I would follow as in believe in the words of good moral leaders. Rather than the beliefs of oneself.
    The most difficult thing for a writer to comprehend is to experience silence, so speak up. (quoted from a member)

  5. #5
    Yeah, my publisher is an asshole.
    I hate that guy.

    Oh wait. I am my publisher.

  6. #6
    Form letters suck. Targeting to publisher needs is hard. If you're working novels, get an agent. They'll not only have contacts to help sell the work, but will get better feedback than you will.
    Building up an audience via periodicals/anthos is highly recommended. Get enough buzz and the publishers will contact you.




    "From the moment I picked your book up until I laid it down, I was convulsed with laughter. Someday I intend reading it." - Groucho Marx

  7. #7
    Not sure if it would help, but the most polite thing I can think of would be a letter stating

    "Thank you for your response. I am sorry that my work does not meet your needs at this time. So that I can assist you better in future, would it be possible for you to offer advice on how I might tailor future submissions to better fit with your current priorities?"

    That is an offer to build a better business relationship with them, and they might give better feedback about what THEY need to see or about something you might not be doing. They may have some specific concerns that you are not aware of that might be specific to them, and they don't want to take the time to offer feedback when the majority of people might not be bothered to read it.

  8. #8
    I think the answer is simply that the job of the publishers is not to teach you via feedback, or any other method in fact, but to make money publishing books. Why would they spend time explaining to every writer what is unsuitable about their work? It would be time wasted as far as making money is concerned, especially considering the high numbers of submissions they get.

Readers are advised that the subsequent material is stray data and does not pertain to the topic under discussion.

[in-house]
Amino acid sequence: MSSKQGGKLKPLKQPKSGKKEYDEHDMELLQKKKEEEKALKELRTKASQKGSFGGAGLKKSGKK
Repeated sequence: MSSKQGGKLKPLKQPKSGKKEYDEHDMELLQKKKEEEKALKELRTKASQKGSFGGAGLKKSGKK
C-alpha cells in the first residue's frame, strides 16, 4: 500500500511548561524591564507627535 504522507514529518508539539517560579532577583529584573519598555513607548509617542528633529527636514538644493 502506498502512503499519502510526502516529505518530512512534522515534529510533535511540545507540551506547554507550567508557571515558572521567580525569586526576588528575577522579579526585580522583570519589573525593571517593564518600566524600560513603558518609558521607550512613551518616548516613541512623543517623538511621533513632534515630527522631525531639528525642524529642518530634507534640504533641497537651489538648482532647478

I think some of the advice here sounds great. Get recognition from anywhere you can then you can back up your submissions with that. You could also take a class in creative writing to see if you're on the right track.

    Good luck and keep going.

    Arachne

  9. #9
    I've never submitting anything for publishing (future goal) but could it be that you submitted it to a publisher who's genre preference doesn't match what you submitted? I'm not sure how it works (and this is a far fetched example) but if you submitted a fantasy manuscript to a publisher who mostly publishes home care books, I would imagine you'd get a rejection letter. Not because the work isn't good but because that isn't their genre. Just throwing a thought out.

  10. #10
    I do not think I write a good query letter, and I know why. First of all, my books are too long and it's almost impossible for me to write a one-paragraph synopsis. Second, I write fiction. I tell stories. I am not good at telling other people about the great story I wrote. Because I have tried really hard to focus on publishers who publish the type of books I like to write, I have to believe that my query letters just suck. LOL.

    So, I went online to find out how to do it better, and for every "expert" on the subject, I found that many styles.

    Give them your information, but don't give to much. They are not your friends.

    Let them know all about you, and how your experiences make you able to tell your story.

    Do put the whole story out there.

    Don't put the whole story out there.

    Tell the publisher you admire their website, or follow them even if you don't.

    Don't compliment the publisher on anything; stick to your book.

    If they want a chapter, send one. Do not send anything more than what they want.


    Anyway, I hear you. I was just thinking that, theoretically it might be helpful to have an area for critiques of query letters here. Is there a place for that on WF?
    When the night has come
    And the land is dark
    And the moon is the only light we'll see
    No, I won't be afraid, no I won't be afraid
    Just as long as you stand by me.